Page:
Liquid Crystal Displays (LCDs) consist of two pieces of glass with electrodes printed on the inside, within this glass sandwich is the liquid crystal (LC) organic fluid. When the LCD is in its “off” state i.e. no voltage applied, light passes through the LCD, when in its “on” state i.e. voltage is applied, the LC fluid twists in the direction of the electric field, this causes the light to be blocked creating dark areas on the LCD. By selectively applying voltage to the electrodes, a variety of patterns can be achieved. LCDs are passive displays, which means that they do not emit light; instead they use ambient light in the environment or backlight illumination from LED, EL or CCFL sources.
An LCD is basically a reflective part, it needs a light source to read it, this can be done by using the ambient light that is available or a backlight source i.e. a light source placed behind the LCD. There are several options available however the main three are as follows:-
EL backlights are very thin, light weight and provide a very even light. They are available in a variety of colours, with white or turquoise blue being the most popular for use with LCDs. While their power consumption is low, they require voltages of 80~100VAC. This is supplied by an inverter that converts a 5, 12 or 24VDC input to the AC output. El’s have a relatively low brightness 15~20cd/m² and a limited life of 10khrs~15khrs to half brightness.
LED is now the number one choice for backlighting LCDs, they are now available in numerous colours including both white and blue and offer hi-brightness and a long operating life of anywhere between 25khrs ~ 50khrs depending on colour. Being a solid state device they operate directly off 2~5VDC however a current limiting resistor is recommended for protection of the LEDs. The LEDs are mounted either in an array directly behind the LCD or along one edge within a diffuser assembly.
CCFL backlighting offers low power consumption and a very bright white light. The CCFL lamp(s) is generally mounted along the edge(s) of the LCD with a diffuser assembly, which distributes the light evenly over the rear of the display. CCFL lamps require 270~300VAC this is supplied by an inverter that converts 5, 12 or 24VDC input to AC.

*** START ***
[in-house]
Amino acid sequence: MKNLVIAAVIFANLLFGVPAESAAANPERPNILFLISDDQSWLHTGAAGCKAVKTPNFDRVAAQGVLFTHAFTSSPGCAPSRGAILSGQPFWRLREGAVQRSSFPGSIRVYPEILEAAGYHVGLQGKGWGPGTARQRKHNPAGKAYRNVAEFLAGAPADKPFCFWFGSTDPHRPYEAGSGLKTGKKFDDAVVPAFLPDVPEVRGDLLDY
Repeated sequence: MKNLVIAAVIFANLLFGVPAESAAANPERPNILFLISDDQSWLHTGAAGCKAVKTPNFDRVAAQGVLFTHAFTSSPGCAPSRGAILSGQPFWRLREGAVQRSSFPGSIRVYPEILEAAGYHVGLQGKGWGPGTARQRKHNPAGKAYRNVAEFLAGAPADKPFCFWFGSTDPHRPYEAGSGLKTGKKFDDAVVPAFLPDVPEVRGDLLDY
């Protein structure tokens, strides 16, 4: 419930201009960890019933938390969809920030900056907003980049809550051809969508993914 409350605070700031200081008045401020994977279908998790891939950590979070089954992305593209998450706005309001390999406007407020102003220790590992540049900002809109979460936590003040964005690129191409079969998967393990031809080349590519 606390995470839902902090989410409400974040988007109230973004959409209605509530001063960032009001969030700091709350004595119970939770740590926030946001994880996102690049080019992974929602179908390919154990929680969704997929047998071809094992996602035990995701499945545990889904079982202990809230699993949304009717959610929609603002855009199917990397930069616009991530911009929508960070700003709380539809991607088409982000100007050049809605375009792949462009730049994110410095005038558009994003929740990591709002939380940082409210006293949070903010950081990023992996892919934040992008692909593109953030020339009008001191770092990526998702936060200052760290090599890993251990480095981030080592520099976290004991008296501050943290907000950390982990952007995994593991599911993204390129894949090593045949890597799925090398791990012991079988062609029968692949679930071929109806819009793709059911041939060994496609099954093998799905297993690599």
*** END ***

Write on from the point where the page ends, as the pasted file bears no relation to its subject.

LCDs are offered in three basic light transmission modes: reflective, transmissive and transflective (see following drawing)
In the reflective mode, available or ambient light is used to illuminate the display. This is achieved by combining a reflector with the rear polarizer. It is better suited to outdoor or well lit environments.
Transflective LCDs are a mixture of reflective and transmissive types; with the rear polarizer having partial reflectivity. They are combined with a backlight for use in all lighting conditions.
Transmissive LCDs have a transparent rear polarizer and do not reflect ambient light. They require the backlight to be on at all times to see the display. They work best in low level or dark conditions.
CSTN, colour super-twist nematic or passive LCD utilizes the same technology principles as Monochrome LCD (please see previous text) however instead of one dark pixel, with the use of colour filters each pixel in a CSTN display is broken down into a group of three dots, one red, one blue and one green generally arranged in a stripe formation. The LCD drive electronics applies a varying voltage depending on the colour required to all three coloured dots which untwist the liquid crystal allowing the exact amount of light through on each coloured dot to give the desired colour or shade. CSTN LCD can offer a maximum colour palette of 65k colours and are ideal for industrial applications requiring colour but not necessarily requiring extremely fast moving images.
Thin Film Transistor LCD basically describes the control elements that actively control the individual pixels, which has coined the term “Active Matrix LCD”. Each pixel is again broken down into three dots, red, green and blue which are produced by colour filters and are arranged in either a stripe or delta formation, each dot is driven by one transistor i.e. three transistors per one pixel. The liquid crystal in its “off” state no voltage applied will block all light coming through from the backlight, but when a voltage is applied across the liquid crystal elements they twist by up to 90° allowing a level of light through, the transistors control this degree of twist and hence the intensity of the red, green and blue elements of each pixel forming the image on the LCD. TFT LCD are ideal for all applications requiring fast switching colour images.
The basic structure of an OLED or OEL (Organic Electroluminescence) is a sandwich formed with a thin, transparent semi-conducting anode made from Indium Tin Oxide and a metal based cathode on both sides of an organic substrate. The organic material comprises of a hole transmission layer (HTL), an emitting layer (EL) and an electronics transmission layer (ETL). The emissive EL layer includes a polymeric substance that allows the deposition of the organic compounds in rows and columns on a flat carrier (usually glass) by using a simple printing method to create a matrix of pixels. When the correct voltage is applied holes injected in the anode and the electric charge from the cathode are drawn together and combine in the emissive layer, which causes the pixel to emit light. One of the major benefits of OLEDs over more traditional displays is that because they emit light they do not need a backlight which makes them ideal for battery powered applications.
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